Rep. Zoe Lofgren was front and center at the opening session of the impeachment trial of President Donald Trump, arguing for a motion for the Senate to subpoena new evidence in the case against the President.
Lofgren, whose 19th Congressional District includes Morgan Hill, San Martin and half of Gilroy, is one of seven impeachment managers named last week by House Speaker Nancy Pelosi.
In a rearranged Senate chamber, standing in front of Chief Justice John Roberts on Jan. 21, Lofgren told the Senate, “Congress and the American people deserve the full truth.”
“Don’t surrender to the President’s stonewalling,” she said, wagging her finger at the senators. “It will allow the President to be above the law.”
She said the Senate needs to be committed to “truth, fairness and justice.”
“History is watching,” she said.
The House prosecutors’ proposal for new evidence was later tabled by the Senate on a roll-call 53-47 party-line vote.
On her appointment Jan. 15, Lofgren had said that “as the only member of Congress who has participated as part of the Judiciary Committees for all three modern impeachment proceedings, I must be clear that this is not something I sought or relish. Impeachment is a grave and solemn matter.”
“It’s a stress test for our democracy,” she said of the impeachment trial. “I hope every senator is prepared to seriously consider and vote honestly with an open mind for the future of our democracy.”
In an op-ed in Newsweek this week, Lofgren wrote, “Sadly, President Donald Trump’s actions have damaged our national security, undermined the integrity of the next election and violated his oath of office. His actions have brought impeachment back to the forefront of the national conversation and have made me think long and hard about the other two presidential cases that I worked on.”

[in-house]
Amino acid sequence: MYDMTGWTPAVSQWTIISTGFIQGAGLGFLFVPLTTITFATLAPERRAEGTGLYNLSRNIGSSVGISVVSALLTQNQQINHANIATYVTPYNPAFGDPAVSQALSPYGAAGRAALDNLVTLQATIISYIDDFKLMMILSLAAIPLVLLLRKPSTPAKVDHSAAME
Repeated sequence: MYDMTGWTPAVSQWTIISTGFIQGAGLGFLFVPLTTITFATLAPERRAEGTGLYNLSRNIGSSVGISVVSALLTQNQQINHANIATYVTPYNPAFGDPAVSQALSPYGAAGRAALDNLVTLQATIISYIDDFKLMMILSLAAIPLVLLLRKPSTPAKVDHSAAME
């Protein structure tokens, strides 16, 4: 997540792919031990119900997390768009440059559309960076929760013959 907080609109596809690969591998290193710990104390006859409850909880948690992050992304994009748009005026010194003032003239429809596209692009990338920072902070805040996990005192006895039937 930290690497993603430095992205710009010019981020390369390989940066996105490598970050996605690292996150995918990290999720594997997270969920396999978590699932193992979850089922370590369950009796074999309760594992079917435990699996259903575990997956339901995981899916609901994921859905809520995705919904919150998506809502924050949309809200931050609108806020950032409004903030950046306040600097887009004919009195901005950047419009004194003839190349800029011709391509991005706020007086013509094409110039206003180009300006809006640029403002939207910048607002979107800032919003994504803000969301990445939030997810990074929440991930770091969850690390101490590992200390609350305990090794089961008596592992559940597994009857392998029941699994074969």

“The facts in front of us now are clear,” Lofgren wrote. “They show Trump made official acts—millions in life-saving military aid for an active war zone and a coveted White House meeting showing support against Russia—conditional on political favors for himself in the 2020 election.”
“Never before in our country’s history has a president simply refused to provide all documents to Congress or to order that no one in the executive branch testify,” she wrote. “His obstruction of Congress is unprecedented—and claims of absolute immunity or the assertion of complete privilege go against our Constitution. If allowed to stand, it would fundamentally change the balance of power between our three branches of government. It would prevent Congress from conducting needed oversight of this president or any other in the future.”
“The House has demonstrated its courage and patriotism,” Pelosi said when she named the manager for the case. “Our managers reflect those values, and will now honor their responsibility to defend democracy for the people with great seriousness, solemnity and moral strength.”
The other impeachment managers are Adam Schiff of California, Jerry Nadler of New York, Hakeem Jeffries of New York, Val Demings of Florida, Jason Crow of Colorado and Sylvia Garcia of Texas.